In the past, consumers were accustomed to the community feel of their local shops. Shopkeepers knew who they were and what they normally bought. Personalisation was working. Then came the impact of self-service stores which changed the way Britain shopped. As early adopters of e-commerce, UK customers also paved the way into online food shopping. The world of digital altered the fabric of our shopping behaviour and today online offers the chance to achieve this personalised experience in a new way. At Eagle Eye’s Digital Connect event last month, leaders came together to discuss how grocers can harness digital to recreate this personalised experience, online, in-store and via mobile.
First: data data data. As customers shop online, log into in-store wi-fi, and sign up to loyalty schemes, grocers become privy to a wealth of shopper data, from consumers’ location to their favourite cereal. In the past, this data was limited. With the launch of the Tesco Clubcard, for example, we were only able to track name, age and location, so when we wanted to send promotions for our meat line to loyal customers, they went to vegetarian consumers as well. It was then a case of tidying up our databases, manually updating profiles with ‘vegetarian’ or ‘gluten-free’ to tailor our communications as quickly as possible. This was a learning curve and shows the importance, not just of collecting more insightful data but knowing what information is absolutely crucial to winning customer loyalty.
Second: new-age workers. This group of employees, in sharp growth, can discover patterns through data analytics, therefore gaining crucial insights into customer behaviour. However, these staff are often pigeonholed in the online world, where they work with single-channel dashboards but don’t have the opportunity to apply these skills offline.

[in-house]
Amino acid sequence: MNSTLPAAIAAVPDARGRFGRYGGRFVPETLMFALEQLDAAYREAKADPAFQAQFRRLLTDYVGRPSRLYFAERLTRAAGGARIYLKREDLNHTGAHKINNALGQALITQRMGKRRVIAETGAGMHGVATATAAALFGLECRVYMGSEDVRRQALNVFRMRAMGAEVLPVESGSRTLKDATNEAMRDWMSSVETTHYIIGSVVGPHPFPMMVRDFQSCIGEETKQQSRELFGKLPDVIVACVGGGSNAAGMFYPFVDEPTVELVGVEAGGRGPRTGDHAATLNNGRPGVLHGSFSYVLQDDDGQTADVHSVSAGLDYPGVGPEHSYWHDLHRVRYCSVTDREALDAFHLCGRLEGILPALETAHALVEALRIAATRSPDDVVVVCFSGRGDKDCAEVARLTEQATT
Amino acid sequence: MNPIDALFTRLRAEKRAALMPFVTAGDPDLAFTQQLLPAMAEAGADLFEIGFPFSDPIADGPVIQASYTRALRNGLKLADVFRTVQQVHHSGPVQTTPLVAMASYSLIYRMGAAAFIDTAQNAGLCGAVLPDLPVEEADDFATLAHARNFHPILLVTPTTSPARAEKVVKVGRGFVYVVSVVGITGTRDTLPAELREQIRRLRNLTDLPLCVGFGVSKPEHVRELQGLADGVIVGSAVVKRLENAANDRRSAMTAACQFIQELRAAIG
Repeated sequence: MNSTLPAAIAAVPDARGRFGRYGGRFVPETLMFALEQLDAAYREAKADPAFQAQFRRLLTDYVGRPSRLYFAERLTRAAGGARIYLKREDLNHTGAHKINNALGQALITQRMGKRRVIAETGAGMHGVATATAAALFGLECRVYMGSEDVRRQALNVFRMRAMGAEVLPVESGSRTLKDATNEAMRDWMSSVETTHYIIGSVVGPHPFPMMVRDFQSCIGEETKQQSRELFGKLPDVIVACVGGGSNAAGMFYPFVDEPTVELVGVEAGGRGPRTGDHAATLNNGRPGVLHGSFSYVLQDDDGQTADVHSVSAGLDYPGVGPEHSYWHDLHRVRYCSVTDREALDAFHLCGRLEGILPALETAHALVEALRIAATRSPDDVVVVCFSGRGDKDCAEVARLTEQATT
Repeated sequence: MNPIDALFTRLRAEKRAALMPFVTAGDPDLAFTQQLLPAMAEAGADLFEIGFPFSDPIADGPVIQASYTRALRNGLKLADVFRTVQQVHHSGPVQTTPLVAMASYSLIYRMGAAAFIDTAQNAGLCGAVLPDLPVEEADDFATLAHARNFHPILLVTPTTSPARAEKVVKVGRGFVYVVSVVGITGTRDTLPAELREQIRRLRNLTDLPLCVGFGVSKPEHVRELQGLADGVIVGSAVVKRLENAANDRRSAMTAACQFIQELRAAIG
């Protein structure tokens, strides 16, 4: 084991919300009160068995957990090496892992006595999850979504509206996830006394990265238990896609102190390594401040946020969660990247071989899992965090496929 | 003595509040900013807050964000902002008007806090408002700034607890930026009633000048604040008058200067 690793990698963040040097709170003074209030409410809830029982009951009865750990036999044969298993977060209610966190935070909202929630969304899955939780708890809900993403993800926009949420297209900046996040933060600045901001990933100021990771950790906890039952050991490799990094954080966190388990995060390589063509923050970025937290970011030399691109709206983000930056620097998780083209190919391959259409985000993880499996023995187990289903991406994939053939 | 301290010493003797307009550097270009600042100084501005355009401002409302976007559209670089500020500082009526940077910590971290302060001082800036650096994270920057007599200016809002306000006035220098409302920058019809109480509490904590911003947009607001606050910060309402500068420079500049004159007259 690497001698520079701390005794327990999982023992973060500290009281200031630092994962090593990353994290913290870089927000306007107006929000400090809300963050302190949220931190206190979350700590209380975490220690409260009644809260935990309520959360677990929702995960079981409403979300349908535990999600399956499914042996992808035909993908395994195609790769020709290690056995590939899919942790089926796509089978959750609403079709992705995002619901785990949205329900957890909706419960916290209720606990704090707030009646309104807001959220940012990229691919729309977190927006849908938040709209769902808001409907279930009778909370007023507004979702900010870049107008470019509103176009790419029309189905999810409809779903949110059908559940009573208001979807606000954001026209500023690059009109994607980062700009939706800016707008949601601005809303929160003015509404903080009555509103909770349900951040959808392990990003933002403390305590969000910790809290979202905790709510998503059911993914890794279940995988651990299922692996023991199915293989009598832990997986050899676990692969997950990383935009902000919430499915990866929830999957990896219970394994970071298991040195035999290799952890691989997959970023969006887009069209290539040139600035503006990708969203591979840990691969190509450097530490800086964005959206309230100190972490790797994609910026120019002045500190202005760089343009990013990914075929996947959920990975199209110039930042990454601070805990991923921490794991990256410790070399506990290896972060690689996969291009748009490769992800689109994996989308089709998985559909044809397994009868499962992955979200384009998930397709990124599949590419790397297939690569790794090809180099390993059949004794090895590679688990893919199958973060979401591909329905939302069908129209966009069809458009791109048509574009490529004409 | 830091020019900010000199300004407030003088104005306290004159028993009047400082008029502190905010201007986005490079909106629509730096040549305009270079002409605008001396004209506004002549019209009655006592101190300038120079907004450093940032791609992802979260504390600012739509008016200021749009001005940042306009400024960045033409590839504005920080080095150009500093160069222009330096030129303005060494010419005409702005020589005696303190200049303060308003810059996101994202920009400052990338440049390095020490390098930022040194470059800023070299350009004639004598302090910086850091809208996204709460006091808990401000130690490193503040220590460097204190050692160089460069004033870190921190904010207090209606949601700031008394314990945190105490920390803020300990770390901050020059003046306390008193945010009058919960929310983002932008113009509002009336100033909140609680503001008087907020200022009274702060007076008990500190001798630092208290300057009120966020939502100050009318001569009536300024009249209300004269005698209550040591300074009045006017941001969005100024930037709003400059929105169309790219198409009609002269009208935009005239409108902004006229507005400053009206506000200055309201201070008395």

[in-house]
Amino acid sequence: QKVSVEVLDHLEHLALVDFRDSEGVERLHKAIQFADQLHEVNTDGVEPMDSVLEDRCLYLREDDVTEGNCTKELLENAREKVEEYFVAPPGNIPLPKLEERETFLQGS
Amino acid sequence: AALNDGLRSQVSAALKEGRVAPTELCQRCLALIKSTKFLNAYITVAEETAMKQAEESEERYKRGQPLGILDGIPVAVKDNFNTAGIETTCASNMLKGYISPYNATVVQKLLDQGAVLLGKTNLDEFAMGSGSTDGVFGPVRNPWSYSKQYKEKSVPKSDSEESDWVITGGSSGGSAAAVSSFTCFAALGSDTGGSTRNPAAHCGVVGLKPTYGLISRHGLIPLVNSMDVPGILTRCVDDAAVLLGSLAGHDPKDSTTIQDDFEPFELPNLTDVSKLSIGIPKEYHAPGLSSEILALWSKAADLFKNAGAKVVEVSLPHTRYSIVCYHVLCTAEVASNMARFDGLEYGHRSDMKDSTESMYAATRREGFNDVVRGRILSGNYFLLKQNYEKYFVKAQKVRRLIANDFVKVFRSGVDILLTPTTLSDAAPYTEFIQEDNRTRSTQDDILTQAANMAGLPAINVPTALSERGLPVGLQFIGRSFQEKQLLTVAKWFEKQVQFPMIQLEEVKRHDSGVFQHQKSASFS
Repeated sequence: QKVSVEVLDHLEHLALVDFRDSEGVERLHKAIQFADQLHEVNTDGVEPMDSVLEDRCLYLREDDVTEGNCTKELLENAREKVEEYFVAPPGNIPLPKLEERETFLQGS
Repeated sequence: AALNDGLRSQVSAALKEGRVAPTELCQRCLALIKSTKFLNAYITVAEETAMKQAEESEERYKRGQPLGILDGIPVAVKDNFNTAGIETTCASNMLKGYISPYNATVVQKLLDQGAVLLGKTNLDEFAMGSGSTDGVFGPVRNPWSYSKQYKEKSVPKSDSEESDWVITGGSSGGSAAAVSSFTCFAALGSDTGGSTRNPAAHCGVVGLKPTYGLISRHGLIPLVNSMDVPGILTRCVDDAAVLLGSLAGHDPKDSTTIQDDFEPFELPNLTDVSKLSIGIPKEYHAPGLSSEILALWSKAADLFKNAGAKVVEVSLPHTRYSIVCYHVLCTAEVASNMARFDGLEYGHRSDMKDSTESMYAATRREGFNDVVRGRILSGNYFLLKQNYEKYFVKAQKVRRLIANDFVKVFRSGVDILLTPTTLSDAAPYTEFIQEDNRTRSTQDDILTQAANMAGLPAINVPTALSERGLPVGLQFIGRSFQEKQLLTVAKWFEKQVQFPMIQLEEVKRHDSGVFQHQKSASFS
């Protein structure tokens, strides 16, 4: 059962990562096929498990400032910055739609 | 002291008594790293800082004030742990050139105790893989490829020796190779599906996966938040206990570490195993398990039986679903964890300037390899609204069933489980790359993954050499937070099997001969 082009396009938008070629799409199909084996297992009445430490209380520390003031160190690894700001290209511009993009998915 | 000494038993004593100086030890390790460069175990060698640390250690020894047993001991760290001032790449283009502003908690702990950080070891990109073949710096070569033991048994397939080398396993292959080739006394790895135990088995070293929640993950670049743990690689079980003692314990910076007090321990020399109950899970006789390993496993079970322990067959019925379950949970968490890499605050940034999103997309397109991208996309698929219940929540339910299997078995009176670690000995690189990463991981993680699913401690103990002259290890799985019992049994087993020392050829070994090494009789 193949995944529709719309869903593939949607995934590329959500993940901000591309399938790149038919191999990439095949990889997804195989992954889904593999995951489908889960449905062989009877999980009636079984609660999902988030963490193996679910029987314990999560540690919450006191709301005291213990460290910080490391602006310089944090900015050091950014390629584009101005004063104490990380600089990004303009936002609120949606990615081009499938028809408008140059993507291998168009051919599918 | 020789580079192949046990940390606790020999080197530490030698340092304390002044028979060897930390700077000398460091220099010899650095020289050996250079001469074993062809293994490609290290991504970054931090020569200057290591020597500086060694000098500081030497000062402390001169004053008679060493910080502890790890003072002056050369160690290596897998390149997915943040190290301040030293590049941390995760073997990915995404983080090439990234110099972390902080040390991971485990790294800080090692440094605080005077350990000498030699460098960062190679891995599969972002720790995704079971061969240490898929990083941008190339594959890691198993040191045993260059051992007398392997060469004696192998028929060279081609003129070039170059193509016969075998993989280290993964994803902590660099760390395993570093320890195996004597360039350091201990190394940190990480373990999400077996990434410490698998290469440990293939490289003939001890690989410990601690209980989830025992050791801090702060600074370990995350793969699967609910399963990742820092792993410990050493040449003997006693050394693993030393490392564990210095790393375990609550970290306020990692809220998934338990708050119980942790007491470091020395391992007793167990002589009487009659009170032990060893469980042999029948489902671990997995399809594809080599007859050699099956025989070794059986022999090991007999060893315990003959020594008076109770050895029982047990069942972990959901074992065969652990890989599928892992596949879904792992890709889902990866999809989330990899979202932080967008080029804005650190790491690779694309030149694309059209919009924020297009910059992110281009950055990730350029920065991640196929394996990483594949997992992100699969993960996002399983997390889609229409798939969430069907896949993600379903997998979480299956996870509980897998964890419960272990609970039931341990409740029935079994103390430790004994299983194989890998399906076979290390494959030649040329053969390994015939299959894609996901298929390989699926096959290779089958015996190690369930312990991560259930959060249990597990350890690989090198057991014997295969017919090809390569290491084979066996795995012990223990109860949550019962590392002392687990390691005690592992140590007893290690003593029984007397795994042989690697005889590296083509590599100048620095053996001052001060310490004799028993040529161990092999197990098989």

Digital leaders need to manage this new-age workforce, spreading out analytical skills across physical and digital channels for real-time, cross-channel customer analysis. Without the bridging of the two worlds, the bricks & mortar store will become a black hole for missed opportunities.
Third: stay close to the consumer. It isn’t enough for retailers to simply know retail or know the brand - consumer experience is key. For example, in the Christmas period, Waitrose analysed loyalty data from the MyWaitrose card to see who had bought a turkey there the year before and offered a 20% discount to those shoppers to incentivise them to do it again. In the digital age, there’s no longer any excuse for offering a generic customer experience. Grocers need someone at the helm who is at the heart of consumer behaviour.
Finally: adapt to change. In the past, the key retail relationship was the one built around the shopping till, between the customer and shopkeeper.
Today, consumers communicate with brands through multiple channels, and the smartphone now replicates face time at the till. Businesses must now look to this channel to replicate the personalised service of the past. Several grocers are now rolling out store apps to encourage shoppers to use their smartphone as they walk round the aisles, for example the Asda App and Sainsbury’s SmartShop.
Tapping into the smartphone in the store is a key growth area in the digital grocery world and one leaders need to get on board with starting now. Businesses are tapping into the smartphone when it comes to music, messaging, photo sharing and banking - why not the store?
Tim Mason is CEO of Eagle Eye